However, I most likely developed the disorder because of my grandpa. Although he was never officially diagnosed with OCD, my family said there was a good chance he had it.

Outgrowing

the disorder

I am now 21 years old and have been off medicine for three years and have not needed to see a psychiatrist in four years. My symptoms have dissipated to the point where I feel like I don’t even have the disorder anymore.

Sure, I still have to set the timer on the microwave as an even number, along with other little rituals, but that is common even in people without OCD.

I am curious now to see how many of my peers suspected me of having OCD. For so long, I was so afraid of people finding out, because I felt like I would be treated differently. I only told a handful of my friends, and I don’t think any of them understood how severe it was. But after my battle with OCD, I am able to understand what people have to go through, not just with OCD, but with other disorders as well. I know it’s not easy, but there are always people out there to support you.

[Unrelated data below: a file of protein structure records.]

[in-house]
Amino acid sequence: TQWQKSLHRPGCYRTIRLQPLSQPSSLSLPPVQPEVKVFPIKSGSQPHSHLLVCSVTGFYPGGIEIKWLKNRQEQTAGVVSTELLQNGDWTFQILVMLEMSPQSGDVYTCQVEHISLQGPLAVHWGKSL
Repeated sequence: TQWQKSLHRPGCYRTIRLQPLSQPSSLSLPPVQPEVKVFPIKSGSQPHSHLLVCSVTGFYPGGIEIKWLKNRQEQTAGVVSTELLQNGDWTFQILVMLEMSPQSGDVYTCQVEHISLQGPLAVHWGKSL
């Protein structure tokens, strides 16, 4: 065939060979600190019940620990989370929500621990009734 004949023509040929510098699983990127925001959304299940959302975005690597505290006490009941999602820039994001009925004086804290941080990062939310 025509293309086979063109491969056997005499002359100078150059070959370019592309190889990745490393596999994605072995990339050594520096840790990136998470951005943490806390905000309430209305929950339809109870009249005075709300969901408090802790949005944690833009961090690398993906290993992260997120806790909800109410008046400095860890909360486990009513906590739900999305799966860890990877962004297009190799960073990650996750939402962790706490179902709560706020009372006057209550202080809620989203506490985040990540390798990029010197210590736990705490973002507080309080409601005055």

I don’t have a definitive answer as to how I outgrew OCD. I think two major factors were my therapy and the support of my family. I still don’t know how my parents and brother handled my situation so well, because, looking back now, I know there were times I was absolutely unbearable to be around.

I also think I just became old enough to realize that the voice inside my head wasn’t real and that nothing bad would happen if I just stopped doing what it said.

I was sick of it.

I just wanted to live my life, and finally, that is what I have been able to do the past four years.

Ryan Zuke is a student at Central Michigan University and was a part-time sports writer at the Daily News this past winter and spring.

Copyright 2013 Midland Daily News. All rights reserved. This material may not be published, broadcast, rewritten or redistributed.

Mbeki’s nephew dies after altercation with Swedish cops

Swedish police are facing accusations of brutality leading to his death. They have also been accused of attempting a cover-up.